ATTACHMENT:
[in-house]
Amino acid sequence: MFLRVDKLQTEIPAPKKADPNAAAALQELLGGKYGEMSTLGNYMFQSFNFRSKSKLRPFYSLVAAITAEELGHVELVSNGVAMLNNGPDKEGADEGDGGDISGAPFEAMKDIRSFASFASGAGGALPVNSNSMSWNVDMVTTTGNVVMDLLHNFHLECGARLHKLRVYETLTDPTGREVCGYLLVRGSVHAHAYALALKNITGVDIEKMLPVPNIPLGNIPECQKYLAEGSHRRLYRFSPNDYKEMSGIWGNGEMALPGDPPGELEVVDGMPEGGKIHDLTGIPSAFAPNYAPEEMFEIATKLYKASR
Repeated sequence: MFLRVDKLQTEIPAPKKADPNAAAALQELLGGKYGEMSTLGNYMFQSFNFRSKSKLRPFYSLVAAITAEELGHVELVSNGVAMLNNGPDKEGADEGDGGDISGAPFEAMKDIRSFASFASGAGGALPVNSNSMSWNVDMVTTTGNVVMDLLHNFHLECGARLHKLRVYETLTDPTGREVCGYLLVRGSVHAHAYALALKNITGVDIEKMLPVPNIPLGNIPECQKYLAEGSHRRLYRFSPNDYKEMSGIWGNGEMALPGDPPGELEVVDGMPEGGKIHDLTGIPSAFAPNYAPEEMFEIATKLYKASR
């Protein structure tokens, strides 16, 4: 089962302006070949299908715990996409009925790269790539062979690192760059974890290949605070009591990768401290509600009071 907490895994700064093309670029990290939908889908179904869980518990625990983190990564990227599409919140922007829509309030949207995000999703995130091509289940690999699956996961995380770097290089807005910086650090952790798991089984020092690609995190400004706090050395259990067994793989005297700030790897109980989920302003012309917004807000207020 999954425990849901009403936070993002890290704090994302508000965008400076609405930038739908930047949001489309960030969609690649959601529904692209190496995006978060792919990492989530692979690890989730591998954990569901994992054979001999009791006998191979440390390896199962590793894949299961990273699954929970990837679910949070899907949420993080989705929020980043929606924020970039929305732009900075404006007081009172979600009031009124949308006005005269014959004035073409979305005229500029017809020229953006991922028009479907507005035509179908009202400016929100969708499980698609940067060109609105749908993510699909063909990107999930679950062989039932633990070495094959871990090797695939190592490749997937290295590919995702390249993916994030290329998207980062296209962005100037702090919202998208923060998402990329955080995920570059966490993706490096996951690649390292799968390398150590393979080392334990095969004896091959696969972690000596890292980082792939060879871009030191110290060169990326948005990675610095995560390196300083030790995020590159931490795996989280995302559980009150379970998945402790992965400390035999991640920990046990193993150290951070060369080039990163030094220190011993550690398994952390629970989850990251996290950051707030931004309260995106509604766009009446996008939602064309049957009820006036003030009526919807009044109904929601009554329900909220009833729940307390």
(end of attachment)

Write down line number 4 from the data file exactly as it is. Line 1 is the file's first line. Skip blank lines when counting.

């Protein structure tokens, strides 16, 4: 089962302006070949299908715990996409009925790269790539062979690192760059974890290949605070009591990768401290509600009071 907490895994700064093309670029990290939908889908179904869980518990625990983190990564990227599409919140922007829509309030949207995000999703995130091509289940690999699956996961995380770097290089807005910086650090952790798991089984020092690609995190400004706090050395259990067994793989005297700030790897109980989920302003012309917004807000207020 999954425990849901009403936070993002890290704090994302508000965008400076609405930038739908930047949001489309960030969609690649959601529904692209190496995006978060792919990492989530692979690890989730591998954990569901994992054979001999009791006998191979440390390896199962590793894949299961990273699954929970990837679910949070899907949420993080989705929020980043929606924020970039929305732009900075404006007081009172979600009031009124949308006005005269014959004035073409979305005229500029017809020229953006991922028009479907507005035509179908009202400016929100969708499980698609940067060109609105749908993510699909063909990107999930679950062989039932633990070495094959871990090797695939190592490749997937290295590919995702390249993916994030290329998207980062296209962005100037702090919202998208923060998402990329955080995920570059966490993706490096996951690649390292799968390398150590393979080392334990095969004896091959696969972690000596890292980082792939060879871009030191110290060169990326948005990675610095995560390196300083030790995020590159931490795996989280995302559980009150379970998945402790992965400390035999991640920990046990193993150290951070060369080039990163030094220190011993550690398994952390629970989850990251996290950051707030931004309260995106509604766009009446996008939602064309049957009820006036003030009526919807009044109904929601009554329900909220009833729940307390």